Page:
Posts Tagged With: Thin Places

To Sahagun

When I left Albergue Jacque de Molay I had one of those first thing in the morning thrills of freedom. The day was wide open, and exciting. I love that feeling! Zing! My legs felt strong, and everything I had was on my back. (Well almost everything. My daypack  in the vestibule waiting for Jacotrans.) I wonder why I don’t feel it more often. It must be all the endorfins. 

The Camino followed the Autovia for most of the day. I enjoyed the huge directional sign that pretty much described my Camino 3.0: Burgos to Leon!

We also passed out of Palencia and into Leon. The way marker looked like it predates the Autovia.

I love the layers of ancient and modern along the Way.

A little farher on, I ran into Tami again. She had ended up at the other Albergue in town for the night. (There are less than 100 people in the village. The Albergues are the only businesses.)

It was good to see her, and we walked all the way to Sahagun together. We’d only met a few days ago, but it felt like I’d known her a long time. She and I were comfortable saying hello and good-bye, and wordlessly knew when to give each other space. We both wanted to experience the Camino solo, but enjoyed each others’ company. She had walked the whole Camino multiple times. The rigor and beauty of the Camino challenged her and gave her peace, as it did for me.

Her more evangelical vocabulary of faith was different than mine, and yet we talked about God and I enjoyed her perspective. She talked about “knowing Christ,” and it made me think, “do I know Christ? I strive to follow him, and worship him, but do I know him?” Thought-provoking.

The last few kilometers to Sahagun were tedious. The Camino wound through a lot of indescript and abandoned houses with “se vende” signs. Just as I was going into “grind it out” mode we came upon a spot that had a strong spiritual energy.

It was a like a place out of time: a little Roman bridge that crossed a fast-running river. The weeping willows were leafing out and there was an ancient (locked) chapel on the other side. We stopped and took pictures.

There’s that saying that pets cross over “the rainbow bridge” when they die. I wonder if I’ll cross over one of the many beautiful bridges on the Camino when it’s my turn.

Categories: April 2015, Santiago de Compostela | Tags: , , , , , , , | 5 Comments

“Thin Places” on the Camino; a Reflection on All Saints

Grave along the Camino

Grave along the Camino

I love the convergence of Halloween, All Saints and All Souls this time of year, as summer moves into fall.

Walking alone through ancient forests in Galicia

Walking alone through ancient forests in Galicifall.

In the Celtic tradition, this sequence of days at the turning of the seasons is considered a “thin place” when the veil between our everyday world and the world of the divine is especially thin.

I found the whole Camino to be a series of thin places, as if All Saints was stretched out over the north of Spain for the month of October. I had a series of unexpected moments when I was touched by the beauty of nature, history, art, and fellow pilgrims.  I also had several mysterious encounters that brought me close to loved ones who had died.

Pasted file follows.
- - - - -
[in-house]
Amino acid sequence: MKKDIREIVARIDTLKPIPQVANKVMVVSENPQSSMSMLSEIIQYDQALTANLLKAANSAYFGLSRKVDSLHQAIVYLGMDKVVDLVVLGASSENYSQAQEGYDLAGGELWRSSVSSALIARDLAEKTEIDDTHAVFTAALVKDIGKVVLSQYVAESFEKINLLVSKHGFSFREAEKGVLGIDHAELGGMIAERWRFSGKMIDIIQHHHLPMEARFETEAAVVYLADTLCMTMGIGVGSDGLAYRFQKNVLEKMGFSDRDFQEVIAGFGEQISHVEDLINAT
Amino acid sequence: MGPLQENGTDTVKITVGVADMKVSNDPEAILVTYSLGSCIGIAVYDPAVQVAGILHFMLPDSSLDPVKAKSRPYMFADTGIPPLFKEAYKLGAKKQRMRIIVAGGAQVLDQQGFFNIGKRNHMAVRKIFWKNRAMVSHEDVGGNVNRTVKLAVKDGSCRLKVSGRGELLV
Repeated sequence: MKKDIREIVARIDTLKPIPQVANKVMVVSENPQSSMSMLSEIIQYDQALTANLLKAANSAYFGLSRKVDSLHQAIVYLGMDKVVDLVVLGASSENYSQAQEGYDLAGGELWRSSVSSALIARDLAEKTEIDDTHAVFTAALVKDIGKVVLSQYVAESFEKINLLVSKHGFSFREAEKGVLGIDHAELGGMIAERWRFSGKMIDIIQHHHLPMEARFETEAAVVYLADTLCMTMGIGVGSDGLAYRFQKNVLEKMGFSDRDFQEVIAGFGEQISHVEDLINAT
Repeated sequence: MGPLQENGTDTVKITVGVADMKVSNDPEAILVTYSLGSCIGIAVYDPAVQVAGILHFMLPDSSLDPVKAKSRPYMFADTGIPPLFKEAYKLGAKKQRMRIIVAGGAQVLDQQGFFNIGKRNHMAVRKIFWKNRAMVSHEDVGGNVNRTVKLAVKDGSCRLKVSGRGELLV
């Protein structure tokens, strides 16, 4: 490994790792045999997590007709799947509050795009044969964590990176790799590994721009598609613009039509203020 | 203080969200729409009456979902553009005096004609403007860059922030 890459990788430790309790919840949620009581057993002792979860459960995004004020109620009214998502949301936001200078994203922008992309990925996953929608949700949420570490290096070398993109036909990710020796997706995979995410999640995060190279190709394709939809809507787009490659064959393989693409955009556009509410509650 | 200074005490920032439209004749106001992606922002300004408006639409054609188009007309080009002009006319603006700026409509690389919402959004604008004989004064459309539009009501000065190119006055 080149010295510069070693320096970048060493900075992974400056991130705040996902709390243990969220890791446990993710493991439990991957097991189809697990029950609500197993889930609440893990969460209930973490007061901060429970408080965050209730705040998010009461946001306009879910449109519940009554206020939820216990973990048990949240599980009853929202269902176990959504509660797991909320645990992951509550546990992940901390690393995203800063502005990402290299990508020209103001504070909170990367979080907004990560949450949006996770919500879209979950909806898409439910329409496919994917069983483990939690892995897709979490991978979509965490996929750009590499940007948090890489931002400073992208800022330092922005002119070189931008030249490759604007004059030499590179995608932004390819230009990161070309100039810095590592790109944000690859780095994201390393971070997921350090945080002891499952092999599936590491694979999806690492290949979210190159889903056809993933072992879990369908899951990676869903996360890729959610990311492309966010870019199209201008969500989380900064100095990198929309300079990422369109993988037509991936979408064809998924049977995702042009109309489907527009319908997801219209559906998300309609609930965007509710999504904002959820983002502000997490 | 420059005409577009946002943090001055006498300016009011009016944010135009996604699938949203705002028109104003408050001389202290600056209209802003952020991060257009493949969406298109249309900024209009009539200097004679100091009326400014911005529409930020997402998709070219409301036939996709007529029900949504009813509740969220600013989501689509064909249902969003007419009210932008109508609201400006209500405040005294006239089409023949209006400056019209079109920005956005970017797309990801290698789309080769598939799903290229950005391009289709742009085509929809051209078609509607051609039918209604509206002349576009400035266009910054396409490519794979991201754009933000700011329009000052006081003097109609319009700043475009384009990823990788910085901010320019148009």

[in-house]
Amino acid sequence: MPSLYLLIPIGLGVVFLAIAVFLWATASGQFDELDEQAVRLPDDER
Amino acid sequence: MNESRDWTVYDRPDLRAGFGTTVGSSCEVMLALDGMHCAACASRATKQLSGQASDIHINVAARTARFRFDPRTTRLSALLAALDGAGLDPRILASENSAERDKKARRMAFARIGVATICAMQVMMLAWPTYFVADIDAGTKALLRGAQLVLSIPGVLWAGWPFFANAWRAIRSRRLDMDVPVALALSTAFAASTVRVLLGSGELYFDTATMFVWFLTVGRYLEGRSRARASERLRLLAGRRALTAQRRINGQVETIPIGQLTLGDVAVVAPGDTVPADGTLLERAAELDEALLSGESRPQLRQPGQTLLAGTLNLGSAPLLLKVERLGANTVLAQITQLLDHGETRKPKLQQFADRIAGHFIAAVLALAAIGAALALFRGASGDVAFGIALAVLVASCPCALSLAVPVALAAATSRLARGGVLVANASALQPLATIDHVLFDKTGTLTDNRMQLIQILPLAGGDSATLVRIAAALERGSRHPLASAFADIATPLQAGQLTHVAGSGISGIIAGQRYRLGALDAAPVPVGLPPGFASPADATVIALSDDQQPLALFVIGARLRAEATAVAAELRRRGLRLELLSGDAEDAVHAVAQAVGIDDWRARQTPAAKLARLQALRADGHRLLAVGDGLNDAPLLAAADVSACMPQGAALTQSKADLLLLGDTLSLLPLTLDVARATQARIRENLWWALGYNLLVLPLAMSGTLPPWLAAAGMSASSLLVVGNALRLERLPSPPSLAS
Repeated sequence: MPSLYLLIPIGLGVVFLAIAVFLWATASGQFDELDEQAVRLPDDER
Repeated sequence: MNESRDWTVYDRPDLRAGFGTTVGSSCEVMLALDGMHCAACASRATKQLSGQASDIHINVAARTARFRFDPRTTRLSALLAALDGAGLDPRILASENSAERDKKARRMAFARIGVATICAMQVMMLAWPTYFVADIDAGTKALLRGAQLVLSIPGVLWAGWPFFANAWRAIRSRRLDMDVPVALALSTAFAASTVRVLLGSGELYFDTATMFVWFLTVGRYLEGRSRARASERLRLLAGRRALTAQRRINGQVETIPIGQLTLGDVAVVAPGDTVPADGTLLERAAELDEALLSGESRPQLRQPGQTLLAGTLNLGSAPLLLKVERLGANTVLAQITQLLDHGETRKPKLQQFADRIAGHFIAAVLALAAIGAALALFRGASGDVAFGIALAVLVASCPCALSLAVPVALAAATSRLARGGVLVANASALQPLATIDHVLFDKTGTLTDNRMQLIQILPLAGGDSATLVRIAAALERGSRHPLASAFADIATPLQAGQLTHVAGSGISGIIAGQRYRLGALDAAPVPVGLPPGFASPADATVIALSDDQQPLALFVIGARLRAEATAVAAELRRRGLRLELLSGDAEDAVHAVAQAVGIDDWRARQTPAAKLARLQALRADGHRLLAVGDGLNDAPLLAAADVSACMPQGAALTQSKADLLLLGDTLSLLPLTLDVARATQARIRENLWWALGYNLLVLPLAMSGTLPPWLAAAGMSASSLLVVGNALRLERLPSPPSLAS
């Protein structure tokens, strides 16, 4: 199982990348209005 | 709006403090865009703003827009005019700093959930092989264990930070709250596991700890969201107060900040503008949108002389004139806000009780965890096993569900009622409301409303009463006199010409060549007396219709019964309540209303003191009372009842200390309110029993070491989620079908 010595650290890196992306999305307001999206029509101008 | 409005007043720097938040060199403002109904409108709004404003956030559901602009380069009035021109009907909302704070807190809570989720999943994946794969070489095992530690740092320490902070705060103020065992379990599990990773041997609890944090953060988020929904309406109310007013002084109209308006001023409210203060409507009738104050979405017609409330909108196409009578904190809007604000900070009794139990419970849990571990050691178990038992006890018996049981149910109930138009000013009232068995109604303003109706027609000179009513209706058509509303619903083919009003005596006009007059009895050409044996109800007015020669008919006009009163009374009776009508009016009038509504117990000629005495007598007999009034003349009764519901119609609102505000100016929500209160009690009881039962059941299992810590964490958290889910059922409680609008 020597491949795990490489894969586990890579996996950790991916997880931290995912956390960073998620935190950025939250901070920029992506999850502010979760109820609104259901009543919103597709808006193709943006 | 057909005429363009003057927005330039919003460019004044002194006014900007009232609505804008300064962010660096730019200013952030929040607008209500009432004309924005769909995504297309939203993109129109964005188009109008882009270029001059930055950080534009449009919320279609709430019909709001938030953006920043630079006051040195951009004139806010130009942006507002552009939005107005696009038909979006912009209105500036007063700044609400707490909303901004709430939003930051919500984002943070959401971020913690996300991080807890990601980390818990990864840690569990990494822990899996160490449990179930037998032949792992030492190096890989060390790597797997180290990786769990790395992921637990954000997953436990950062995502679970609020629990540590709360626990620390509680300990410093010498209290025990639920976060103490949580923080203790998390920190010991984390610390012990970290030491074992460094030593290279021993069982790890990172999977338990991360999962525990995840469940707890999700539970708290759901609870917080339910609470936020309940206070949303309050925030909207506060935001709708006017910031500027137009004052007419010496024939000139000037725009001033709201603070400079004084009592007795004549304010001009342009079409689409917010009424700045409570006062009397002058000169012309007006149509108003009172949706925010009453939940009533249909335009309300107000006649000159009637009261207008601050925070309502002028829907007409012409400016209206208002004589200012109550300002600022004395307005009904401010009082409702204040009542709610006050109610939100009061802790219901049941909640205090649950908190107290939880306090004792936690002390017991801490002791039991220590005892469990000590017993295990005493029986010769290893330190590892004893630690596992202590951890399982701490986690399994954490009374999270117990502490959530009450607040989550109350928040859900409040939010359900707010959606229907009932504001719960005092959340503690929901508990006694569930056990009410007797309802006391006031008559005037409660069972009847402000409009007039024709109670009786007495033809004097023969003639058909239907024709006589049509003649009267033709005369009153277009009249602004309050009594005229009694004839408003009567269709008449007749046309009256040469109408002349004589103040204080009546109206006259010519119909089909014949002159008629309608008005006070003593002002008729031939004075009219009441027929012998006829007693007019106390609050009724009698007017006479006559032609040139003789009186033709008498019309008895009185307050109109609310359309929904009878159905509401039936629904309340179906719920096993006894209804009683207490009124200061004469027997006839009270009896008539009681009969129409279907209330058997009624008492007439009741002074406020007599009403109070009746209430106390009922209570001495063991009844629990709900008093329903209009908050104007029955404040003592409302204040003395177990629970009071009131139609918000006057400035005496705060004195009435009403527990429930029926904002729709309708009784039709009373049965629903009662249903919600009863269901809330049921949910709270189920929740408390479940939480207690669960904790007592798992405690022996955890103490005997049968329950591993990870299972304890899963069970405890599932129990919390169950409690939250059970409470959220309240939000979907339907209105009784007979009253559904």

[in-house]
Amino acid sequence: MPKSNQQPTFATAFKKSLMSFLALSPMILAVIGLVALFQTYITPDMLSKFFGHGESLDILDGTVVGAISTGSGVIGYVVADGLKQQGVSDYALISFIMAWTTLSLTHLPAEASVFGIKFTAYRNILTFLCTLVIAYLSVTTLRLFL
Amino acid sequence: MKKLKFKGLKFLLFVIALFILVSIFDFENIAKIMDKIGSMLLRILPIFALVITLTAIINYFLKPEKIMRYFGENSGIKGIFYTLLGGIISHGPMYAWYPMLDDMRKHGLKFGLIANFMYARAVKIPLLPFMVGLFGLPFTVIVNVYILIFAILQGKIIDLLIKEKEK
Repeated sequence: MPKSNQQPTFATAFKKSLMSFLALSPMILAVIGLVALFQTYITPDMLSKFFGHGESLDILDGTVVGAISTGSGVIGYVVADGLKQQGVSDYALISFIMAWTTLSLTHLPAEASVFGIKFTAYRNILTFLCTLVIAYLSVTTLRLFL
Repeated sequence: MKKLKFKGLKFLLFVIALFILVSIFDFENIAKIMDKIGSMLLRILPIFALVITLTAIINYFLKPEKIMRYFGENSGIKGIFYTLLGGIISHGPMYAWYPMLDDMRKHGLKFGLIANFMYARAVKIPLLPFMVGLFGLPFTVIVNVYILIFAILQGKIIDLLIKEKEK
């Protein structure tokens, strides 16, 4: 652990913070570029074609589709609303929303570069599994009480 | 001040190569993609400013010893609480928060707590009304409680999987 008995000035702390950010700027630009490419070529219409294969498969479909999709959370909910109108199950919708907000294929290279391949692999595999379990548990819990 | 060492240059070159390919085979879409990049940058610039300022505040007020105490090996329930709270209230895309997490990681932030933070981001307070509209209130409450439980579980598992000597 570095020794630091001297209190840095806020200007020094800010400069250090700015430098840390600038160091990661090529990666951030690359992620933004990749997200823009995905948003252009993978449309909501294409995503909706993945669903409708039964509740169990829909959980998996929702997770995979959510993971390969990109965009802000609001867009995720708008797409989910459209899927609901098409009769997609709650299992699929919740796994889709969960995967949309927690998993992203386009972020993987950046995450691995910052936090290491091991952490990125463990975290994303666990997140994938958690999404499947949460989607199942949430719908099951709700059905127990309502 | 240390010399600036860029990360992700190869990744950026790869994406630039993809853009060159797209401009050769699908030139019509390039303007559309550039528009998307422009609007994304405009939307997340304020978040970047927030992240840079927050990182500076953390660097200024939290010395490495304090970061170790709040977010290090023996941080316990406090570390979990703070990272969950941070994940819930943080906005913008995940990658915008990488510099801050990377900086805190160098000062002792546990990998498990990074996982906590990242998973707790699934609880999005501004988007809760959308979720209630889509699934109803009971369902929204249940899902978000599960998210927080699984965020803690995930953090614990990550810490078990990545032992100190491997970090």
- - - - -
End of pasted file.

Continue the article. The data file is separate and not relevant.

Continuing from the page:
When I was resting and icing my ankle in the Albergue in Astorga, a Scandinavian man about  my age checked-in, and visited with me for a few minutes. He was a quiet person whom I later saw contemplating chess moves in the common room.

He seemed familiar, but I knew I hadn’t met him before.  Then it dawned on me that he looked just like my cousin from Sweden, who had died in the 1980’s.  If he had lived into his 50’s he would look a lot like this man at the Albergue.  I realized that I had not thought of my cousin in any serious way for many years.  Seeing his “double,” made me remember him with fondness.

A similar thing happened when I was walking one day, and noticed that my companion reminded me of someone.  She was forthright, and very down to earth.  We had a fun day together.  Later, I realized she reminded me of a relative who had passed away suddenly last year.

She and I had been close, but never seemed to make time to see each other.  I regretted now that we had only seen each other for holidays.  Spending the day with my Camino friend was like having some of that unstructured time I’d missed with my dear relative.

In 1996 my brother, my only sibling, died at 35 under sad circumstances.  There was mental illness and alcoholism involved.  By the time he died, we had not seen each other for a long time.

Tom Petty lyrics on the outskirts of Santiago

Tom Petty lyrics on the outskirts of Santiago

All along the Camino someone had posted Tom Petty lyrics on the backs of traffic signs, and on mileage markers.  It made me laugh because my brother had been a Tom Petty fan.  It made me remember a good memory of my brother as an adult.  There were times as I was walking alone that I felt a closeness to him, that he’s in a much better place.  Happy.

These experiences brought me to tears.  They were tears of sadness, and loss.    Perhaps I had not really grieved for these dear people? But also tears of joy and awe.  Maybe the Camino presented me with enough time to have an open heart so that I could feel more deeply, and could remember my loved ones in a fresh way.

Tears of amazement, too.  On the other side of the veil, my loved ones are alive in the Lord—I saw their reflection briefly in my fellow pilgrims.

Categories: Camino, Conversations on the Camino, October 2013, Reflections, Spirituality, Uncategorized | Tags: , , , , , | 7 Comments

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